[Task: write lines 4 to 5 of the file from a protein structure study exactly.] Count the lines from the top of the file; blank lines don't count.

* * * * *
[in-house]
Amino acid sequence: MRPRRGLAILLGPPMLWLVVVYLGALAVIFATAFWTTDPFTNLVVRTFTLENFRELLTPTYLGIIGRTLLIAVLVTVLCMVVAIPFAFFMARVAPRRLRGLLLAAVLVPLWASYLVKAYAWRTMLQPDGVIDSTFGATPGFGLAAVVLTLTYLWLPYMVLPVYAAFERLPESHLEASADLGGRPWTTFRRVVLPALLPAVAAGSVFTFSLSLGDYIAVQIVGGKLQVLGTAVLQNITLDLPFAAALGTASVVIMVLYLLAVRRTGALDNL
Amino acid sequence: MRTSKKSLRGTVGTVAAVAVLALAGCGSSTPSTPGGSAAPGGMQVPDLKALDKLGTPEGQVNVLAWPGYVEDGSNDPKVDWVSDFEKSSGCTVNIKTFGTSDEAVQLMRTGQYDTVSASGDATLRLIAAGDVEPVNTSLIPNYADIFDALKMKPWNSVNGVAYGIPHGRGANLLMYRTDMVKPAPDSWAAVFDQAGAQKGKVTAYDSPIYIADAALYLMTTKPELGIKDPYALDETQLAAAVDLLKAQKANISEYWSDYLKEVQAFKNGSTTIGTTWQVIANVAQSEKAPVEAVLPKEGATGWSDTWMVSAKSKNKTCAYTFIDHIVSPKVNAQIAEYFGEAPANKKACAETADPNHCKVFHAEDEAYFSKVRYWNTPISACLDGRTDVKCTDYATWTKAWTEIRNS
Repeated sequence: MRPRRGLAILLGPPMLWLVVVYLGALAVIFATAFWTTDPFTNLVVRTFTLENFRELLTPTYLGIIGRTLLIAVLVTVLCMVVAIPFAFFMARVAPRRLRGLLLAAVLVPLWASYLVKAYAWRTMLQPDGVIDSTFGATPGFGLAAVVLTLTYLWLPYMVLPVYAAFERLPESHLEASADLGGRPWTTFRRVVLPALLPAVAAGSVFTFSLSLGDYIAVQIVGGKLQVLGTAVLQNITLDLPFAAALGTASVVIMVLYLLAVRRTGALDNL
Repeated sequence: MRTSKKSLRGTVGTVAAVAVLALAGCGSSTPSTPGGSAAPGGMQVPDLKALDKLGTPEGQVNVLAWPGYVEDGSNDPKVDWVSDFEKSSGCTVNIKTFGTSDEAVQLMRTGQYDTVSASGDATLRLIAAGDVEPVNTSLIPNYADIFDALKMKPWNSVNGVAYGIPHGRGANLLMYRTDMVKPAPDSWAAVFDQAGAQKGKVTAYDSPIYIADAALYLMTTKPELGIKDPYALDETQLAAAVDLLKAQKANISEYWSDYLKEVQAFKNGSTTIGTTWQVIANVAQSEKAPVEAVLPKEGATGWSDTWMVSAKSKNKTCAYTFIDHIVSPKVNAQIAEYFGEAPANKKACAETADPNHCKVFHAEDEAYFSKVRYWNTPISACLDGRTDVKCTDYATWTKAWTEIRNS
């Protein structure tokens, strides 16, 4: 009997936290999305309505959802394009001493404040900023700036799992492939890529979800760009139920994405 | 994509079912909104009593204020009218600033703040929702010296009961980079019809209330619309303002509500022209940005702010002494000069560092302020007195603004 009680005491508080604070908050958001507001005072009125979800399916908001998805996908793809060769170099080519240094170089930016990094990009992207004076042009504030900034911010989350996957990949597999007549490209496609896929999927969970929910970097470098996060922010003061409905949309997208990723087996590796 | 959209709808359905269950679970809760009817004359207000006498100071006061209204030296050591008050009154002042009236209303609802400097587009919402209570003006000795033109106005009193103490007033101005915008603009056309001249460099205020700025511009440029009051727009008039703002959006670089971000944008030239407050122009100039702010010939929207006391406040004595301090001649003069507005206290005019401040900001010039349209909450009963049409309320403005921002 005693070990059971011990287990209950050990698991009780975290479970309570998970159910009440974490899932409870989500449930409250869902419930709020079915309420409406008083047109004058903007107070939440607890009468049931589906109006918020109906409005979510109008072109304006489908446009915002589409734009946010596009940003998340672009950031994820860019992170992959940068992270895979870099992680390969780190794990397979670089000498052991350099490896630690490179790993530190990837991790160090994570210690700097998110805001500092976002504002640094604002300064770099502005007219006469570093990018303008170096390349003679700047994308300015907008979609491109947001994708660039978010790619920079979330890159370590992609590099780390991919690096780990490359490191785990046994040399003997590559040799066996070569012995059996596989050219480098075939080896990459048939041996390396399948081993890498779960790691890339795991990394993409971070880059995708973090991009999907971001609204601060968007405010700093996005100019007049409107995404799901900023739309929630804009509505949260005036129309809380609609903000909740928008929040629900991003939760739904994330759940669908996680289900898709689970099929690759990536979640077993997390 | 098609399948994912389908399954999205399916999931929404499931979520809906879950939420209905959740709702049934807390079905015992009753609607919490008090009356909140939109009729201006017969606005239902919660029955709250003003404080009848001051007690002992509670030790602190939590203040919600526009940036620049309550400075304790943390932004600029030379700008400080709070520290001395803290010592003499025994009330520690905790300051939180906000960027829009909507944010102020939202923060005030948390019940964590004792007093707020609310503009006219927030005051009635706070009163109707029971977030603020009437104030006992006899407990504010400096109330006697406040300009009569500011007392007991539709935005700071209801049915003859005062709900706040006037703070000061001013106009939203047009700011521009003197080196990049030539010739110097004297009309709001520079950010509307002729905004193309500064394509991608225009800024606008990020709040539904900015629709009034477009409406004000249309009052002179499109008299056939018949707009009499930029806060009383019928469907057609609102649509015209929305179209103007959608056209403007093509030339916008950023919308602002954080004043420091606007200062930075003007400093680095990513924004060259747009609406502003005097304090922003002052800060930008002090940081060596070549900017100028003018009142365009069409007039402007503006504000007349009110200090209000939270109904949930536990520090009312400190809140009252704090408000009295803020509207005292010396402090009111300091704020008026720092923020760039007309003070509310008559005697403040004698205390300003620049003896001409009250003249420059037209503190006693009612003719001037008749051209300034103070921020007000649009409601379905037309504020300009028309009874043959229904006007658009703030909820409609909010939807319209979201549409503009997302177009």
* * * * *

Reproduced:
Repeated sequence: MRPRRGLAILLGPPMLWLVVVYLGALAVIFATAFWTTDPFTNLVVRTFTLENFRELLTPTYLGIIGRTLLIAVLVTVLCMVVAIPFAFFMARVAPRRLRGLLLAAVLVPLWASYLVKAYAWRTMLQPDGVIDSTFGATPGFGLAAVVLTLTYLWLPYMVLPVYAAFERLPESHLEASADLGGRPWTTFRRVVLPALLPAVAAGSVFTFSLSLGDYIAVQIVGGKLQVLGTAVLQNITLDLPFAAALGTASVVIMVLYLLAVRRTGALDNL
Repeated sequence: MRTSKKSLRGTVGTVAAVAVLALAGCGSSTPSTPGGSAAPGGMQVPDLKALDKLGTPEGQVNVLAWPGYVEDGSNDPKVDWVSDFEKSSGCTVNIKTFGTSDEAVQLMRTGQYDTVSASGDATLRLIAAGDVEPVNTSLIPNYADIFDALKMKPWNSVNGVAYGIPHGRGANLLMYRTDMVKPAPDSWAAVFDQAGAQKGKVTAYDSPIYIADAALYLMTTKPELGIKDPYALDETQLAAAVDLLKAQKANISEYWSDYLKEVQAFKNGSTTIGTTWQVIANVAQSEKAPVEAVLPKEGATGWSDTWMVSAKSKNKTCAYTFIDHIVSPKVNAQIAEYFGEAPANKKACAETADPNHCKVFHAEDEAYFSKVRYWNTPISACLDGRTDVKCTDYATWTKAWTEIRNS